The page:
1. This appeal on certificate arises from a petition under Art. 226 of the Constitution of India filed in the High Court at Calcutta by the appellant, the Statesman Private Ltd. This company prints and publishes daily and weekly newspapers and undertakes general printing work at Calcutta. By that writ petition the Company asked for a writ of certiorari against the Second Labour Court, West Bengal with a view to quashing an award, 21 September 1960, reinstating one Sheikh Kaloo, one of its employees. The Company had dismissed the said Kaloo after holding an inquiry but the Second Labour Court ordered his reinstatement with half wages for the period of his forced unemployment'. The writ petition was heard by B. N. Banerjee J. and by his order, 15 February, 1962, the petition was granted and the order of the Tribunal was quashed. The workmen who had sponsored the case of Kaloo appealed in the High Court. During the course of the appeal an application was filed by the Company stating that the Tribunal presided over by Mr. H. R. Deb was not qualified in law to adjudicate upon the dispute inasmuch as the appointment of Mr. Deb was in violation of the provisions of s. 7(3)(d) of the Industrial Disputes Act, 1947. On June 16, 1964 by another affidavit the particulars of the services of Mr. Deb were stated to show that Mr. Deb had not held a 'judicial office' in India for not less than 7 years and as this was a condition precedent his appointment was illegal and the award made by him was a nullity. The Company stated that this was so held in another matter (Matter No. 120/1961) decided on July 28, 1965 between Shree Hanuman Foundries v. H.R. Deb and others. The appeal was heard and allowed and the order of B.N. Banerjee J. was set aside but liberty was given to the Company, on terms as to costs, to amend the original petition and the learned Judge was directed to hear and determine the amended petition. The amendment was effected on August 5, 1964. On September 3, 1964 the Divisional Bench in Hanuman Foundries case delivered judgment. Two separate judgments were delivered. Bachawat J. held that the provisions of s. 7(3)(d) of the Industrial Disputes Act were directory while Basu, J. held them to be mandatory. Bachawat J. also held that even if the appointment of Mr. Deb was not regular, the doctrine of de facto determination by a Court apparently possessed of jurisdiction applied and the order could not be questioned. Basu J. held to the contrary. The matter was then referred to Sinha J. (as he then was) who held that (a) Mr. Deb had not held judicial office for 7 years prior to his appointment; (b) that s. 7(3)(d) of the Industrial Disputes Act was mandatory; (c) a writ of quo warranto must therefore issue against him; (d) that the de facto doctrine applied; and (c) proceedings for a writ of certiorari was collateral and, therefore, not available to quash the award of Mr. Deb.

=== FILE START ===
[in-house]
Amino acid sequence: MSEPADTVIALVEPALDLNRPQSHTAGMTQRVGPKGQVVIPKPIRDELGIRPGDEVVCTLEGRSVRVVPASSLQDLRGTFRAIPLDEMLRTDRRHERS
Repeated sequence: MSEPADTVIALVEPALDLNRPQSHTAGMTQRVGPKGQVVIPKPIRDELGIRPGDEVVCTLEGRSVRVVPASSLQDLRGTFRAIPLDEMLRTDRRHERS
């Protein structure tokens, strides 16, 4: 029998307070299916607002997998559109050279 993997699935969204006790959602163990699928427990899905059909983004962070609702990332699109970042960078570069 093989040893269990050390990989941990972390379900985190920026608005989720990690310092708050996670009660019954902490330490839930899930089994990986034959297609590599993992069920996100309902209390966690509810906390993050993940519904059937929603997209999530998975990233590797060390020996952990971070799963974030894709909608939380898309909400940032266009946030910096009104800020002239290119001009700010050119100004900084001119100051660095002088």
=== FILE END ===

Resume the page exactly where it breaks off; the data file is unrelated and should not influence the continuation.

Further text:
2. The case of Hanuman Foundries as decided by the Full Bench was followed in the present writ petition by B. C. Mitra J. on June 6, 1966 and the writ petition was dismissed. The Company appealed against the judgment of B. C. Mitra J. Sinha C.J. and A. K. Mookerjee J. dismissed the appeal, January 5, 1967 but granted a certificate and this appeal is the result.
3. Although this appeal is quite separate from the Hunuman Foundries case, the decision in that case was the one canvassed before us. After hearing the arguments in the case we are satisfied that the appeal must fail on the ground that Mr. Deb was competent to exercise jurisdiction and his appointment cannot be called in question. In this view of the matter the very interesting and learned discussion of the de facto doctrine need not detain us and we express no opinion about it.
4. The question falls to be considered on the words and scheme of s. 7 and some other sections. To approach the problem we may first see some other provisions. The Act is intended to make provision for the investigation and settlement of industrial disputes. Chapter II names the authorities under the Act. They are Works Committee (s. 3), Conciliation Officers (s. 4), Boards of Conciliation (s. 5), Courts of Inquiry (s. 6), Labour Courts (s. 7), Tribunals (s. 7A), National Tribunals (s. 7B). Each of these sections prescribes the qualifications of the persons fit to be appointed. They are either wholly or partially different as we shall see presently. Section 7C, however lays down that no person shall be appointed to, or continue in, the office of the presiding officer of a Labour Court, Tribunal or National Tribunal if (a) he is not an independent person; or (b) he has attained the age of 65 years. Section 8 deals with vacancies and then comes s. 9 laying down the finality of orders constituting Boards etc. We shall read it presently.